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I am moving many sites from an old web server to a new one. It needs to be done as transparently as possible.

The sites are backed by a WCMS, so there is a possibility that clients can make changes to what is actually their old site. To avoid this, I was thinking of setting up either a TCP or HTTP proxy on the old machine which transparently forwards on to the new machine. This would greatly reduce pressure to deal with the DNS, which is going to be a colossal job in itself due to some poorly made decisions in the past.

Should I use an HTTP or TCP proxy, or is this just generally a bad call? Note that I am dealing with a few thousand sites basically on my own.

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3 Answers 3

There are a few ways to do this which may or may not work in your situation, but here's one option:

  • setup a copy of the sites on the new server and have your site owners confirm that they are correct (by new or testing IPs)
  • if you can't move the IPs over, about a day in advance set your TTL on DNS really low, like 5 minutes
  • run robocopy on the site to push everything to the new server. Run it often and run it again just before going live
  • to ensure that your users can't write to the old location, at a go live time in the best off-peak time, stop IIS on the old server
  • do a final robocopy to ensure that the new server is 100% up to date
  • start IIS on the new server and update DNS or move the IPs

You could set a redirect on the old server instead of just stopping it but it will need to redirect to another IP, so that's not always very clean. If you figure you can setup a proxy, that wouldn't hurt, but you'll still need to have a time when you stop the site, to the final robocopy, and then start the new site. Otherwise the data could be out of sync.

If your site owners manage their own DNS and you can't cut it all over at the same time then the proxy sounds good. If you can move the IPs, you don't need to worry about the proxy, but if not, probably a HTTP proxy is the way to go.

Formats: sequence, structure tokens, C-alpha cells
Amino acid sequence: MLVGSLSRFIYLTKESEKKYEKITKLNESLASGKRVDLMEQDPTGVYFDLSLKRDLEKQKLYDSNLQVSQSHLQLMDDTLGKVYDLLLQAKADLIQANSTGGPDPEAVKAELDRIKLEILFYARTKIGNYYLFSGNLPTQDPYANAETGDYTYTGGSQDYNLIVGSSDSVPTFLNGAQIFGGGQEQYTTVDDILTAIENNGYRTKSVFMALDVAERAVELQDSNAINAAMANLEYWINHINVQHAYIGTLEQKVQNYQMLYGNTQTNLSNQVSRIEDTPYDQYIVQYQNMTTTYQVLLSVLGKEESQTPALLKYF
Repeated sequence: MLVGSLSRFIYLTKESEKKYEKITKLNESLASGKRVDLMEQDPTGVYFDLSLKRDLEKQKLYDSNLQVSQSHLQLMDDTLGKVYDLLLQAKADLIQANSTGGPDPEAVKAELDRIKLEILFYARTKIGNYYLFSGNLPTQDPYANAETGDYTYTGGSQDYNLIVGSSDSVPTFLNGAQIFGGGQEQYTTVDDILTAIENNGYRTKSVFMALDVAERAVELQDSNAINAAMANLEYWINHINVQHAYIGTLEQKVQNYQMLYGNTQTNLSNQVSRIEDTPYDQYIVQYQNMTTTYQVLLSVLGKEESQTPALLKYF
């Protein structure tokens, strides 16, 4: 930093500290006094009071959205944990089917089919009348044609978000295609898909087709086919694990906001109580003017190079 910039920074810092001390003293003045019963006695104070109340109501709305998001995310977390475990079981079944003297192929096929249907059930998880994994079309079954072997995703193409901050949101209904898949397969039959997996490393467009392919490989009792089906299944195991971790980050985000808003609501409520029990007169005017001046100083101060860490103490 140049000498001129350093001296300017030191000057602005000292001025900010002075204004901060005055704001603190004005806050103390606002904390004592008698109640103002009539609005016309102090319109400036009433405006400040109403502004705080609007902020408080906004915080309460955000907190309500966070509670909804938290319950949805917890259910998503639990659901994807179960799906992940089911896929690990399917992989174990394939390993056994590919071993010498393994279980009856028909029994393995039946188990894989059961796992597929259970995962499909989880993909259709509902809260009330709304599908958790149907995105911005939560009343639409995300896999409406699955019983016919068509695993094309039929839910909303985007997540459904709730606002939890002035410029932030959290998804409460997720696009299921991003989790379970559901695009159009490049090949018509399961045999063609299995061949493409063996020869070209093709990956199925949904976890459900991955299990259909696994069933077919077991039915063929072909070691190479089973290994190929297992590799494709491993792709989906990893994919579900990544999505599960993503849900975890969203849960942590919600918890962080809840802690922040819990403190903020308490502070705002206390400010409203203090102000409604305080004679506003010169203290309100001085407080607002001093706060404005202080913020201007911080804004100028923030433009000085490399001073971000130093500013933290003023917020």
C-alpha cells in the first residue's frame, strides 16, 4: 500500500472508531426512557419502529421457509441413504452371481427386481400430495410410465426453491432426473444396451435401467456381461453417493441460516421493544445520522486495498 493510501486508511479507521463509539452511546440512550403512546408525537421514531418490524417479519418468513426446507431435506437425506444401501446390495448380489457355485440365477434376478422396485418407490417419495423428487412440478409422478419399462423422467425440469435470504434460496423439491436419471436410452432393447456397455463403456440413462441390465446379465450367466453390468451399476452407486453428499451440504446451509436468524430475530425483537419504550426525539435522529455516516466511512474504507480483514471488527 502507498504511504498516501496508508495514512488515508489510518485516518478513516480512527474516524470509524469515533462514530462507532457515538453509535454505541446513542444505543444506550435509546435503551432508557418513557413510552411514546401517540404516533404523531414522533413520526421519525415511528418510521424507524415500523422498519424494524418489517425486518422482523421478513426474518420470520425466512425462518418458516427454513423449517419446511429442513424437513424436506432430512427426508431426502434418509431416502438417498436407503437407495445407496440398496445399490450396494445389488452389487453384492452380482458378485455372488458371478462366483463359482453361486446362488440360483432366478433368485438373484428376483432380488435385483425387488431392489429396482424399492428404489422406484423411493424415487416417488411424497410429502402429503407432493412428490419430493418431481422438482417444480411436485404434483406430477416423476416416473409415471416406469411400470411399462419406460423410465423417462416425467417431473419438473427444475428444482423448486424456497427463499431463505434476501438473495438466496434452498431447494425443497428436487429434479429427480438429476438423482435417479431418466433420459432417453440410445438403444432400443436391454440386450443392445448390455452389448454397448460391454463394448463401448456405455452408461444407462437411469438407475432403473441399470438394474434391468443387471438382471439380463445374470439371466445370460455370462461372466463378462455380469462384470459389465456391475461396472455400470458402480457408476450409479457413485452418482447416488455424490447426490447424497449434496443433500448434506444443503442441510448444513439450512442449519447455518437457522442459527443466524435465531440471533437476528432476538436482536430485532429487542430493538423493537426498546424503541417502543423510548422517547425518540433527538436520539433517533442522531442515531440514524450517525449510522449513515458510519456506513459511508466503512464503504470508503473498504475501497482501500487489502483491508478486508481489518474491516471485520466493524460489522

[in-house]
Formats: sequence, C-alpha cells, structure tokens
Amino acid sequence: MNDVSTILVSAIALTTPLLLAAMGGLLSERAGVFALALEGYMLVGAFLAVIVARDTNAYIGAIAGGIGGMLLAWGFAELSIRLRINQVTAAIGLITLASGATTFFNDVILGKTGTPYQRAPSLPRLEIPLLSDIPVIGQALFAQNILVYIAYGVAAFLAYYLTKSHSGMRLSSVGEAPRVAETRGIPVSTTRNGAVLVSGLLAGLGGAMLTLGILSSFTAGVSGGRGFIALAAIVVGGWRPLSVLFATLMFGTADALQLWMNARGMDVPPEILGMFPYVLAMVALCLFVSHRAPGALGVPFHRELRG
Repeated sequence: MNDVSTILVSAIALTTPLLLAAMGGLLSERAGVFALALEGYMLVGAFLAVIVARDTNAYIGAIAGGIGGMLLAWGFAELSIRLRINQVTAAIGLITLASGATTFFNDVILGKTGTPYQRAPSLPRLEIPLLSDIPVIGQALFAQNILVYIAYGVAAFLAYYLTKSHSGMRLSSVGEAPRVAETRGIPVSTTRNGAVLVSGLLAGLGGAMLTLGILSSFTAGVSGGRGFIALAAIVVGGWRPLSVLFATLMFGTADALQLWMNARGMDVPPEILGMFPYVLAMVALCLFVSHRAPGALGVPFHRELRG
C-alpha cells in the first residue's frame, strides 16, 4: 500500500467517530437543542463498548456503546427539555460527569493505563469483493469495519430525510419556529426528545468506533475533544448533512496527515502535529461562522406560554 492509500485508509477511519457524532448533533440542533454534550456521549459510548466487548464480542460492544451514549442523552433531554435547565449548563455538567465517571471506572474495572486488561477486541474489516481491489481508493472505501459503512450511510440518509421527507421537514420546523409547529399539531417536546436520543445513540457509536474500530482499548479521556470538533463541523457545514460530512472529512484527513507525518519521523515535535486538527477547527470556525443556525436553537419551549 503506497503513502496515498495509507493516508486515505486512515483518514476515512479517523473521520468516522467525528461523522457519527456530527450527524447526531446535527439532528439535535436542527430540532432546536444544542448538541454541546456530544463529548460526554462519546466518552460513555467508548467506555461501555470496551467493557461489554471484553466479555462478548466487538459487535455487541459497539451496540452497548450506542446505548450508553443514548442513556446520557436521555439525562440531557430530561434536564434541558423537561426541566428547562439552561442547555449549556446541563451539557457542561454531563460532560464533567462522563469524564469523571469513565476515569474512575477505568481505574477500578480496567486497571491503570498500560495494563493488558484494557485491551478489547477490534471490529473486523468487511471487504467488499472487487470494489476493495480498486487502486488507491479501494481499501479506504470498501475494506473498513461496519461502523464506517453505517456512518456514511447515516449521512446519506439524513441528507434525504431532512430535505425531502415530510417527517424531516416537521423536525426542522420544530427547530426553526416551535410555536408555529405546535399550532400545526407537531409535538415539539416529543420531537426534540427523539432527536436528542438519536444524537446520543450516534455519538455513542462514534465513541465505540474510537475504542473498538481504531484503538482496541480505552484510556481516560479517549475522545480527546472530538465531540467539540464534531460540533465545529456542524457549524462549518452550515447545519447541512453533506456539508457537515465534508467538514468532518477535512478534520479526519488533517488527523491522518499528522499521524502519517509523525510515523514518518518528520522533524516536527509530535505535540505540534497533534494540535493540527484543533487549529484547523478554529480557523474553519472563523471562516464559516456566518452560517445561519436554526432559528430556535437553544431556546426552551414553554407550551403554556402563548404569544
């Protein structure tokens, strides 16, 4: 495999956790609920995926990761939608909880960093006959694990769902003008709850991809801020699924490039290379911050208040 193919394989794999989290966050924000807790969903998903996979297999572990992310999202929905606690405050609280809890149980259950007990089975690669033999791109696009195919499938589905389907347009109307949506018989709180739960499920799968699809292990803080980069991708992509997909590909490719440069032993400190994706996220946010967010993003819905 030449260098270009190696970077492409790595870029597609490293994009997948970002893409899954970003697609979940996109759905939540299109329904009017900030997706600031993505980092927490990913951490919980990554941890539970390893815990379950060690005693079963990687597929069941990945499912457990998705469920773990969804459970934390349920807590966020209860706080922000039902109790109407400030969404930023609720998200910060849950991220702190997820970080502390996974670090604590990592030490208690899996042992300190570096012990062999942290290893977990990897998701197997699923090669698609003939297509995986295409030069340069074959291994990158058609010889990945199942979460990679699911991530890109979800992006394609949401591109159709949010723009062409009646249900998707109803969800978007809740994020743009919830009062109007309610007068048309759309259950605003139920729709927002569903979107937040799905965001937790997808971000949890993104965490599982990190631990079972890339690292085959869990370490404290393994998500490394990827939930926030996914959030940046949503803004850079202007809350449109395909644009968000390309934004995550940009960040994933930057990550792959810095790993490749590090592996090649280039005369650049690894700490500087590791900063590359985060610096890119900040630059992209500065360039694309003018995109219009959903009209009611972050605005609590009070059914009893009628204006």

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This doesn't actually help with the question, which is proxying between the servers during the time that DNS is propagating. –  Bill Weiss Sep 21 '09 at 19:15
    
My main point there is that if the TTL is set low a day in advance, it's going to switch over in about the time that the final data copy can be done. It's not possible to do a full server move without any downtime if data integrity is a requirement and data is written to disk from the application. Since there needs to be downtime anyway, line it up with DNS and the proxy isn't required. A proxy certainly isn't the easiest solution, but can be done if required. Also, I assume since it's an old server that it's not IIS7 which has ARR as a good proxy option. –  Scott Forsyth - MVP Sep 21 '09 at 20:00

If you're using IIS on both servers (even better if you're using IIS 7+), you could set up a forwarding rule on the old server that would forward all traffic to the new IP. This may not be very clean, as users may be shown the new server's IP address. The other option would be to put up a new page that all traffic is sent through on the old server that rewrites the output from the new IP. (i.e. old- http://www.example.com IP = 0.0.0.1 new IP = 0.0.0.2, 0.0.0.1 has a page that requests http://0.0.0.2/whatever, and sends that response back to the user). The trick would be sending the form data from the one server to the other.

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FWIW when I was ready to funnel incoming mail to the new server, I just changed the NAT rules on the firewall to point the external IP to the updated internal IP. Quick, easy, and best of all - if I needed to revert in a hurry, it'd only take a few seconds to change.

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